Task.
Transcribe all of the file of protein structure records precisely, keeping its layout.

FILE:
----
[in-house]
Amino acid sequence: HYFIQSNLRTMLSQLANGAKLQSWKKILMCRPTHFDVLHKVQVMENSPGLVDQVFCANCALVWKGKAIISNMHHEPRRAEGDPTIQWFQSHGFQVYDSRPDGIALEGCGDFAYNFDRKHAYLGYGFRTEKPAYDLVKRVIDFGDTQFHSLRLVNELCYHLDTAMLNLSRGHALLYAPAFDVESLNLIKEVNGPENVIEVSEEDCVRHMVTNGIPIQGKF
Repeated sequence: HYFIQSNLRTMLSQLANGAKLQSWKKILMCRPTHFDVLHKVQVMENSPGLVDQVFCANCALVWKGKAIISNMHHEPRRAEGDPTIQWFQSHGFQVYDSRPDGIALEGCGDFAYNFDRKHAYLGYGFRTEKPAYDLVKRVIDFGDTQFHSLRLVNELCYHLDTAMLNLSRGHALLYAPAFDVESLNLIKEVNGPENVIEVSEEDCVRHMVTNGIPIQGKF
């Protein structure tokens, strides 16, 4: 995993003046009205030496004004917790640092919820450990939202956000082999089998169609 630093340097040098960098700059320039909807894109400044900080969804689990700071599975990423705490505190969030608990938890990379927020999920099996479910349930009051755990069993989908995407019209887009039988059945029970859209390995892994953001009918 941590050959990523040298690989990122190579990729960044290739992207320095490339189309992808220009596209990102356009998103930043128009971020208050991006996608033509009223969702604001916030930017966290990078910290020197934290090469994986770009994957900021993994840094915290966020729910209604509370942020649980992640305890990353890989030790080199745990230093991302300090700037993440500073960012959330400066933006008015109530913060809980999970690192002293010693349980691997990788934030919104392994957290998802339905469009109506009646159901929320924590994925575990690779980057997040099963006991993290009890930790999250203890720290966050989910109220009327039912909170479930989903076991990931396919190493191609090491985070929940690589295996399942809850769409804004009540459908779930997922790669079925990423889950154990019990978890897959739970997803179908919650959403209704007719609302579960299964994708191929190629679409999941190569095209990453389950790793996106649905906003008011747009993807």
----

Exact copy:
[in-house]
Amino acid sequence: HYFIQSNLRTMLSQLANGAKLQSWKKILMCRPTHFDVLHKVQVMENSPGLVDQVFCANCALVWKGKAIISNMHHEPRRAEGDPTIQWFQSHGFQVYDSRPDGIALEGCGDFAYNFDRKHAYLGYGFRTEKPAYDLVKRVIDFGDTQFHSLRLVNELCYHLDTAMLNLSRGHALLYAPAFDVESLNLIKEVNGPENVIEVSEEDCVRHMVTNGIPIQGKF
Repeated sequence: HYFIQSNLRTMLSQLANGAKLQSWKKILMCRPTHFDVLHKVQVMENSPGLVDQVFCANCALVWKGKAIISNMHHEPRRAEGDPTIQWFQSHGFQVYDSRPDGIALEGCGDFAYNFDRKHAYLGYGFRTEKPAYDLVKRVIDFGDTQFHSLRLVNELCYHLDTAMLNLSRGHALLYAPAFDVESLNLIKEVNGPENVIEVSEEDCVRHMVTNGIPIQGKF
């Protein structure tokens, strides 16, 4: 995993003046009205030496004004917790640092919820450990939202956000082999089998169609 630093340097040098960098700059320039909807894109400044900080969804689990700071599975990423705490505190969030608990938890990379927020999920099996479910349930009051755990069993989908995407019209887009039988059945029970859209390995892994953001009918 941590050959990523040298690989990122190579990729960044290739992207320095490339189309992808220009596209990102356009998103930043128009971020208050991006996608033509009223969702604001916030930017966290990078910290020197934290090469994986770009994957900021993994840094915290966020729910209604509370942020649980992640305890990353890989030790080199745990230093991302300090700037993440500073960012959330400066933006008015109530913060809980999970690192002293010693349980691997990788934030919104392994957290998802339905469009109506009646159901929320924590994925575990690779980057997040099963006991993290009890930790999250203890720290966050989910109220009327039912909170479930989903076991990931396919190493191609090491985070929940690589295996399942809850769409804004009540459908779930997922790669079925990423889950154990019990978890897959739970997803179908919650959403209704007719609302579960299964994708191929190629679409999941190569095209990453389950790793996106649905906003008011747009993807």